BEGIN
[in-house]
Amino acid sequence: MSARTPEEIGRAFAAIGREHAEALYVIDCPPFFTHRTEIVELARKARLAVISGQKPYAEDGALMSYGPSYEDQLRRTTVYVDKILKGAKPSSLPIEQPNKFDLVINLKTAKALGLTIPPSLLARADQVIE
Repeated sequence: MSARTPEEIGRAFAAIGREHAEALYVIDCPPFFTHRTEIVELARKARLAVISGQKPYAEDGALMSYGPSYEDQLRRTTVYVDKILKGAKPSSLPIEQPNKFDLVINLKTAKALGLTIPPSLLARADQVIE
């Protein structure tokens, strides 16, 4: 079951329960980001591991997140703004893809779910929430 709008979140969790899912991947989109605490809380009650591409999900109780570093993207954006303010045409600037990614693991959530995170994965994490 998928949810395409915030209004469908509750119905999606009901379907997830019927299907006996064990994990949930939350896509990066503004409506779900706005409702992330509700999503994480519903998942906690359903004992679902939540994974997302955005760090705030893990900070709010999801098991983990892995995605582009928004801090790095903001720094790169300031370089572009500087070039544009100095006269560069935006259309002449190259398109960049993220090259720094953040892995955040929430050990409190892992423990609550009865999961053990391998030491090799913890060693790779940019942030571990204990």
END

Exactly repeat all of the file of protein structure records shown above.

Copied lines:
[in-house]
Amino acid sequence: MSARTPEEIGRAFAAIGREHAEALYVIDCPPFFTHRTEIVELARKARLAVISGQKPYAEDGALMSYGPSYEDQLRRTTVYVDKILKGAKPSSLPIEQPNKFDLVINLKTAKALGLTIPPSLLARADQVIE
Repeated sequence: MSARTPEEIGRAFAAIGREHAEALYVIDCPPFFTHRTEIVELARKARLAVISGQKPYAEDGALMSYGPSYEDQLRRTTVYVDKILKGAKPSSLPIEQPNKFDLVINLKTAKALGLTIPPSLLARADQVIE
């Protein structure tokens, strides 16, 4: 079951329960980001591991997140703004893809779910929430 709008979140969790899912991947989109605490809380009650591409999900109780570093993207954006303010045409600037990614693991959530995170994965994490 998928949810395409915030209004469908509750119905999606009901379907997830019927299907006996064990994990949930939350896509990066503004409506779900706005409702992330509700999503994480519903998942906690359903004992679902939540994974997302955005760090705030893990900070709010999801098991983990892995995605582009928004801090790095903001720094790169300031370089572009500087070039544009100095006269560069935006259309002449190259398109960049993220090259720094953040892995955040929430050990409190892992423990609550009865999961053990391998030491090799913890060693790779940019942030571990204990």